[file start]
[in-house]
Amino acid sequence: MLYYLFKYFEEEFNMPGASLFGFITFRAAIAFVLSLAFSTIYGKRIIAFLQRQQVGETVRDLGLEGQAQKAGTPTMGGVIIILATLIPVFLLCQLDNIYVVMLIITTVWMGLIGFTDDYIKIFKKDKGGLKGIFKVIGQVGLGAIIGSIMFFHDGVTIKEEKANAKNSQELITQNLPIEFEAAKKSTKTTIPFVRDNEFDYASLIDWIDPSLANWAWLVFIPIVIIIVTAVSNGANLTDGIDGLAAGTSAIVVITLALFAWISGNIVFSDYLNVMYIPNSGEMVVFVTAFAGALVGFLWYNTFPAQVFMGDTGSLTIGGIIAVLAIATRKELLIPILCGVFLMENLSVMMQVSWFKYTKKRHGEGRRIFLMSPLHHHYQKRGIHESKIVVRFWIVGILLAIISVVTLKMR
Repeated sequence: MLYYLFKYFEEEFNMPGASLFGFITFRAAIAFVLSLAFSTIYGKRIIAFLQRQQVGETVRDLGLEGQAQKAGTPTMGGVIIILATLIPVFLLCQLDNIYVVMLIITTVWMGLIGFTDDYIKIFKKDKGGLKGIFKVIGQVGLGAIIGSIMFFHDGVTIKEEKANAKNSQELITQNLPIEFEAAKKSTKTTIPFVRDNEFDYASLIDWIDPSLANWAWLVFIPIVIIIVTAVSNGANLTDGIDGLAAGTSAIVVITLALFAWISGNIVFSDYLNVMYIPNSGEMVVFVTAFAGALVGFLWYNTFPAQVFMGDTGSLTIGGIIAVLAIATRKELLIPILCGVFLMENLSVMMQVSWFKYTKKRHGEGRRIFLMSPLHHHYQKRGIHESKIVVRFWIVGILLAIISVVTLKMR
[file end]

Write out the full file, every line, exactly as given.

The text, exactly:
[in-house]
Amino acid sequence: MLYYLFKYFEEEFNMPGASLFGFITFRAAIAFVLSLAFSTIYGKRIIAFLQRQQVGETVRDLGLEGQAQKAGTPTMGGVIIILATLIPVFLLCQLDNIYVVMLIITTVWMGLIGFTDDYIKIFKKDKGGLKGIFKVIGQVGLGAIIGSIMFFHDGVTIKEEKANAKNSQELITQNLPIEFEAAKKSTKTTIPFVRDNEFDYASLIDWIDPSLANWAWLVFIPIVIIIVTAVSNGANLTDGIDGLAAGTSAIVVITLALFAWISGNIVFSDYLNVMYIPNSGEMVVFVTAFAGALVGFLWYNTFPAQVFMGDTGSLTIGGIIAVLAIATRKELLIPILCGVFLMENLSVMMQVSWFKYTKKRHGEGRRIFLMSPLHHHYQKRGIHESKIVVRFWIVGILLAIISVVTLKMR
Repeated sequence: MLYYLFKYFEEEFNMPGASLFGFITFRAAIAFVLSLAFSTIYGKRIIAFLQRQQVGETVRDLGLEGQAQKAGTPTMGGVIIILATLIPVFLLCQLDNIYVVMLIITTVWMGLIGFTDDYIKIFKKDKGGLKGIFKVIGQVGLGAIIGSIMFFHDGVTIKEEKANAKNSQELITQNLPIEFEAAKKSTKTTIPFVRDNEFDYASLIDWIDPSLANWAWLVFIPIVIIIVTAVSNGANLTDGIDGLAAGTSAIVVITLALFAWISGNIVFSDYLNVMYIPNSGEMVVFVTAFAGALVGFLWYNTFPAQVFMGDTGSLTIGGIIAVLAIATRKELLIPILCGVFLMENLSVMMQVSWFKYTKKRHGEGRRIFLMSPLHHHYQKRGIHESKIVVRFWIVGILLAIISVVTLKMR